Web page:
Japan is facing a succession crisis, not for political leadership, but at the Imperial Palace, where there is a dearth of male heirs for the Chrysanthemum Throne. The situation has ignited a national debate over whether it might again be appropriate to have an empress on the throne.
The last time a woman reigned over Japan was January 9, 1771, when Empress Go-Sakuramachi abdicated after nine years on the Chrysanthemum Throne to make way for her sickly 12-year-old nephew.
Japan has always preferred having a male sovereign: including Go-Sakuramachi, only eight women have sat on the throne in 2,000 years of imperial history. A law passed in 1947 limits candidates to a male descendent of an emperor.
However, if Japan wants to retain its imperial bloodline, a woman might have to take the reins of the world's oldest continual monarchy again. For no male heir has been born into the royal family in 42 years.
Lawmaker Yoichi Masuzoe of the governing Liberal Democratic Party is among those who support the idea of changing the rules.
"Imperial family and [the] imperial system is in crisis. We have to make haste - very rapidly," Masuzoe said.
The reigning emperor, Akihito, 72, has two sons and a daughter, and the two males are eligible for the throne under the current system.
But the older son, Crown Prince Naruhito, and his wife have one daughter, and it appears unlikely they will have another child. Naruhito's younger brother, Prince Akishino, is the father of two little girls.
It was announced that Prince Akishino's wife, Princess Kiko, is pregnant. If she gives birth to a boy, the succession problem is solved for the moment. But if she has another girl, there will be no males in the next generation eligible to become emperor.
In previous times, an emperor would turn to concubines if necessary to ensure male offspring. But that option is deemed unseemly for the 21st century, and would very possibly be opposed by Emperor Akihito's two modern daughters-in-law, who both come from commoner stock.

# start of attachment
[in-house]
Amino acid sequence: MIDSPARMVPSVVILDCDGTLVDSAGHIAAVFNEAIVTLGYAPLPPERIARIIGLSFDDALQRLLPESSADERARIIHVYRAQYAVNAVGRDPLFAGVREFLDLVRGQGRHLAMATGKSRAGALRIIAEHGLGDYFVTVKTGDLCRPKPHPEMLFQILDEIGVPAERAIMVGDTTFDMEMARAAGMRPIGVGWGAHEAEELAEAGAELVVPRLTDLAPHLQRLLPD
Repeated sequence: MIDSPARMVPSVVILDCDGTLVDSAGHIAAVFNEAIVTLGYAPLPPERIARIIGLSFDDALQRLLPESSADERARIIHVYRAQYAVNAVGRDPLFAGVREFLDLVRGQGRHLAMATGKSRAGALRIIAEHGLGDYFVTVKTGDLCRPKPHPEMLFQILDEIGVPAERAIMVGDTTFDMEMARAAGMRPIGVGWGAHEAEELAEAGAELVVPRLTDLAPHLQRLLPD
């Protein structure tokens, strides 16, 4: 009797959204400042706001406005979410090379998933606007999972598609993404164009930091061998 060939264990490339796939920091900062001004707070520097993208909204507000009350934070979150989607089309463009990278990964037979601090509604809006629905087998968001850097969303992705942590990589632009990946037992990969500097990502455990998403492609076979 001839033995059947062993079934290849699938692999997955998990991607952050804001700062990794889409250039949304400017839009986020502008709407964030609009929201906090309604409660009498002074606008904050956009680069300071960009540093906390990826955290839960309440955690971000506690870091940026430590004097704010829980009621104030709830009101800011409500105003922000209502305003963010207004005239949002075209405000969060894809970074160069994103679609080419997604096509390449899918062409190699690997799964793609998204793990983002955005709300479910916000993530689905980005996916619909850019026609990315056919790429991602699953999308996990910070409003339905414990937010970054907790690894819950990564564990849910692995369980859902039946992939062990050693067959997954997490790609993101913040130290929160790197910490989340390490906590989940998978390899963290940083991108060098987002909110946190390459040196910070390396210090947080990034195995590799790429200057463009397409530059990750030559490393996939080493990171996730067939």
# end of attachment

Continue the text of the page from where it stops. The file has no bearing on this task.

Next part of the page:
There is one other eligible, but little-mentioned royal male. Prince Katsura, 58, is a cousin of the current emperor. But he has never married and has been wheelchair-bound since suffering a serious stroke in 1988.
Repeated surveys indicate strong public support for an empress, in part because of the popularity of the young princesses.
Democratic Party President Seiji Maehara, the leader of Japan's political opposition, also thinks the time is right to change the succession law.
Maehara says it appears difficult to maintain the patrilineal system without resorting to concubines, so an empress is probably unavoidable in the future, and thus changes need to be made to allow a matriarchal line.
That argument does not go down well with Takeda, 30, no neutral observer of the controversy. Takeda is a great great grandson of the Emperor Meiji, the great modernizer who died in 1912. Takeda is also a member of one of 11 aristocratic families stripped of regal status by the U.S. occupation following Japan's defeat in World War II.
Takeda rejects all the arguments for a matrilineal line, saying historical precedent was for women to act only as regents until a male from the imperial bloodline could assume the throne.
Takeda, a scholar of imperial family history, points out that an empress would have a difficult time presiding over hundreds of annual Shinto ceremonial duties, which hark back to the pre-war era, when the emperor was considered divine.
Takeda says those who are in mourning, have recently given birth or are menstruating are barred from entering holy places, meaning an empress might not be able to conduct numerous Shinto rites.
Takeda is author of a book entitled The Untold Truth of Imperial Family Members. He says the ultimate solution is to restore the branches of the royal family, such as his, that were cut off in 1945.
Proponents of the plan say that would ensure that the Japanese imperial bloodline's "Y" chromosome, which only males carry, would be transmitted to subsequent generations of emperors, maintaining the unbroken line stretching back into antiquity.
Liberal Democratic Party politician Yoichi Masuzoe says Takeda's proposal is ridiculous, because it would favor former aristocrats, many with tenuous blood links to long-ago emperors, over contemporary female descendants of recent sovereigns.
"As far as I know only one man would like to come back," said Masuzoe. "But if he traces back to the Imperial Family -- [it's] 600 years. The current emperor, Showa Emperor, Taisho Emperor, Meiji Emperor -- they worked very hard and they're really the cornerstone of our culture and our civilization. You abolish this to return some family relatives of long, long distant relatives? Personally, I cannot do that."
Prime Minister Junchiro Koizumi, as part of his sweeping reforms, had vowed to push through a bill allowing a woman to ascend to the throne. But news of Princess Kiko's pregnancy has put that political process on hold.
Princess Kiko is due to give birth in September, about the time Mr. Koizumi intends to step down, leaving the prime minister's successor to grapple with this sensitive issue. The eventual resolution will have serious ramifications for Japan's self-identity.